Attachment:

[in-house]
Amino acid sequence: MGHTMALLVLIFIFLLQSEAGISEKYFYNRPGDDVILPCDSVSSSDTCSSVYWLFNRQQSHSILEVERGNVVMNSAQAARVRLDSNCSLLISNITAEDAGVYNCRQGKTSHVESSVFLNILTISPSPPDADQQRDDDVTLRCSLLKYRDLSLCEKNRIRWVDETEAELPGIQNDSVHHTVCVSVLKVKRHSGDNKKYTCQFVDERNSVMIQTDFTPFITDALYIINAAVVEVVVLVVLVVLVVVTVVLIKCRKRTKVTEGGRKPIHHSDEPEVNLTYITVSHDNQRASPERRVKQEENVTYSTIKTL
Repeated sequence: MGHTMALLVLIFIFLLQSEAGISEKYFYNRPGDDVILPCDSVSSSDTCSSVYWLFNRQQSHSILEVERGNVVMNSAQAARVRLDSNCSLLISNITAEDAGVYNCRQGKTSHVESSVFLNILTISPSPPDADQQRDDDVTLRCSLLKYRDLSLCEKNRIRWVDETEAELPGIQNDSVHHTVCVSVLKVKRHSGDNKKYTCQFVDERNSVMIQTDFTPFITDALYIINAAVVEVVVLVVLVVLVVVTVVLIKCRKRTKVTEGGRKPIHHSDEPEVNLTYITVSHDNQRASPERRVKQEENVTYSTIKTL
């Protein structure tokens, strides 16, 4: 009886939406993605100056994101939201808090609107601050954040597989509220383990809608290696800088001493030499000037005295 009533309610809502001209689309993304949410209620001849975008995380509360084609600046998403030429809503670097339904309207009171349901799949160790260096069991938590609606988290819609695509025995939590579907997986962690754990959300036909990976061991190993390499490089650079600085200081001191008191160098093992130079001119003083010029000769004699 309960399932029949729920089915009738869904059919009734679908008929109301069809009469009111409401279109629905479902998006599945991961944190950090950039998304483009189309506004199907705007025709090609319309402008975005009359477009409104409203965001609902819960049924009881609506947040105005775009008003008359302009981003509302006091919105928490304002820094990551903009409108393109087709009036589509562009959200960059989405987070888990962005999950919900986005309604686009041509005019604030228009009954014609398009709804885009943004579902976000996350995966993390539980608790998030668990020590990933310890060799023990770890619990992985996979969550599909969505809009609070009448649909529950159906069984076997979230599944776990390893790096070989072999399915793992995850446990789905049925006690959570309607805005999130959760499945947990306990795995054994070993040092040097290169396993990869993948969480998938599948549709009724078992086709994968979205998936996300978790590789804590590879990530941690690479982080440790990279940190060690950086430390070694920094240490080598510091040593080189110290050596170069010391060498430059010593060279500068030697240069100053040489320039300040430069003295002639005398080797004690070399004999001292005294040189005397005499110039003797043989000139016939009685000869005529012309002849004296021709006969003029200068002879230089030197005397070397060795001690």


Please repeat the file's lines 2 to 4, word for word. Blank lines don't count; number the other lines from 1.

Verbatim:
Amino acid sequence: MGHTMALLVLIFIFLLQSEAGISEKYFYNRPGDDVILPCDSVSSSDTCSSVYWLFNRQQSHSILEVERGNVVMNSAQAARVRLDSNCSLLISNITAEDAGVYNCRQGKTSHVESSVFLNILTISPSPPDADQQRDDDVTLRCSLLKYRDLSLCEKNRIRWVDETEAELPGIQNDSVHHTVCVSVLKVKRHSGDNKKYTCQFVDERNSVMIQTDFTPFITDALYIINAAVVEVVVLVVLVVLVVVTVVLIKCRKRTKVTEGGRKPIHHSDEPEVNLTYITVSHDNQRASPERRVKQEENVTYSTIKTL
Repeated sequence: MGHTMALLVLIFIFLLQSEAGISEKYFYNRPGDDVILPCDSVSSSDTCSSVYWLFNRQQSHSILEVERGNVVMNSAQAARVRLDSNCSLLISNITAEDAGVYNCRQGKTSHVESSVFLNILTISPSPPDADQQRDDDVTLRCSLLKYRDLSLCEKNRIRWVDETEAELPGIQNDSVHHTVCVSVLKVKRHSGDNKKYTCQFVDERNSVMIQTDFTPFITDALYIINAAVVEVVVLVVLVVLVVVTVVLIKCRKRTKVTEGGRKPIHHSDEPEVNLTYITVSHDNQRASPERRVKQEENVTYSTIKTL
């Protein structure tokens, strides 16, 4: 009886939406993605100056994101939201808090609107601050954040597989509220383990809608290696800088001493030499000037005295 009533309610809502001209689309993304949410209620001849975008995380509360084609600046998403030429809503670097339904309207009171349901799949160790260096069991938590609606988290819609695509025995939590579907997986962690754990959300036909990976061991190993390499490089650079600085200081001191008191160098093992130079001119003083010029000769004699 309960399932029949729920089915009738869904059919009734679908008929109301069809009469009111409401279109629905479902998006599945991961944190950090950039998304483009189309506004199907705007025709090609319309402008975005009359477009409104409203965001609902819960049924009881609506947040105005775009008003008359302009981003509302006091919105928490304002820094990551903009409108393109087709009036589509562009959200960059989405987070888990962005999950919900986005309604686009041509005019604030228009009954014609398009709804885009943004579902976000996350995966993390539980608790998030668990020590990933310890060799023990770890619990992985996979969550599909969505809009609070009448649909529950159906069984076997979230599944776990390893790096070989072999399915793992995850446990789905049925006690959570309607805005999130959760499945947990306990795995054994070993040092040097290169396993990869993948969480998938599948549709009724078992086709994968979205998936996300978790590789804590590879990530941690690479982080440790990279940190060690950086430390070694920094240490080598510091040593080189110290050596170069010391060498430059010593060279500068030697240069100053040489320039300040430069003295002639005398080797004690070399004999001292005294040189005397005499110039003797043989000139016939009685000869005529012309002849004296021709006969003029200068002879230089030197005397070397060795001690």